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Dostoevsky and Nietzsche : The Philosophy of Tragedy


7

     Such was the first stage in the birth of his convictions: hope for the new life about which he had so often dreamed while at penal servitude disappeared, and along with it went his faith in a doctrine that previously seemed stable and eternally true. There can be no doubt: hope had not been supported by doctrine, but vice versa, doctrine, by hope. With this acknowledgment, there ends for man the thousand-year reign of "reason and conscience"; a new era begins - that of "psychology," which Dostoevsky was the first in Russia to discover. Incidentally, few people have hitherto openly dared to acknowledge the obvious antagonism between "reason and conscience" on the one hand and "psychology" on the other. The majority thinks it possible to retain the old hierarchy, in which psychology is obliged to occupy a subordinate position. Its job is merely to report what goes on in man's soul, but the supreme legislative rights are reserved, as before, for reason and conscience, who have the power to decide what should and what should not be. Such an assumption is shared by even those people who have done the most to further the progress of psychology. Thus, for example, Count Tolstoy, who for dozens of years in his books has been undermining our faith in the legitimacy of claims of all kinds of absolutes, at least as much as Dostoevsky has, still continues to praise "reason and conscience" above all else. He has a special art of saying these words in such a tone that any doubt as to their sanctity and inviolability begins to seem outrageous blasphemy.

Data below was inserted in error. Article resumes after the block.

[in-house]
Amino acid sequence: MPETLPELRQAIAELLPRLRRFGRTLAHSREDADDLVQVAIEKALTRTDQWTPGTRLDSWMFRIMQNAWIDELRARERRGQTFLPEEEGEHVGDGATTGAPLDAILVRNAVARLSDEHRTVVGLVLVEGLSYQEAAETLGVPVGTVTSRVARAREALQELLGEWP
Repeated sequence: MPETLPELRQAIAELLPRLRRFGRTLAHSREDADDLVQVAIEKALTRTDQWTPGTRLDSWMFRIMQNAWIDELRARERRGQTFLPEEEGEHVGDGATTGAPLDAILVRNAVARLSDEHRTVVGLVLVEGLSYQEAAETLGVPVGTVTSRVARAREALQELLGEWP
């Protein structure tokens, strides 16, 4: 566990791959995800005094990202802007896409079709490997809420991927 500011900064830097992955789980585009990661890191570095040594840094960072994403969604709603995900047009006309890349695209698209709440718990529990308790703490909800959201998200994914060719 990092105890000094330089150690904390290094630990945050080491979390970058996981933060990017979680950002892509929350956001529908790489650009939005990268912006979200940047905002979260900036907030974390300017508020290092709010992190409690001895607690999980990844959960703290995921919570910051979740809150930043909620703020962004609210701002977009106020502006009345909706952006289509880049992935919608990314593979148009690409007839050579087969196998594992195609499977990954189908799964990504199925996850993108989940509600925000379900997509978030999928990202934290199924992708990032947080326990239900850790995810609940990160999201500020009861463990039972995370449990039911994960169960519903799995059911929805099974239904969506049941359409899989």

In this respect, Dostoevsky could never compare with Count Tolstoy. However, neither of them succeeded in combining the uncombinable. Their restless attempts to return to the "good old words" merely attest to the fact that the business of destruction not only is not less difficult, but much more so than the business of creation. Only that person decides to destroy who can no longer live otherwise. And if Dostoevsky went further in this direction than Count Tolstoy, it was by no means because he was more conscientious, honest, or sincere. No, in such matters, the degree of determination is decided by completely different laws. Man does his utmost to preserve his inherited faith, and he renounces his rights only when it is utterly impossible to retain them. Dostoevsky, as is evident from the epilogue to. A Raw Youth, dreamed of writing in the manner of Count Tolstoy. "Even Pushkin," he says "selected the subject for his future novels in "Legends of Russian Family Life," [See Eugene Onegin, Chapter III, Verses XIII-XIV - S.R.] and, believe me, everything that has thus far been beautiful in our life is contained therein. At least everything that has been brought to some degree of perfection." And later on, when discussing a novelist who would tackle a plot such as those selected by Pushkin, he continues: "Such a work, if created by a person of great talent, would belong not so much to Russian literature as to Russian history. The grandson of those heroes who have been depicted in a picture portraying three consecutive generations of a Russian family of the upper-middle cultivated class, side by side with and in connection with Russian history - this descendant of his ancestors could not be depicted in his present-day type other than in a somewhat misanthropic, solitary, and distinctly melancholy aspect. He would even have to appear as something of an eccentric."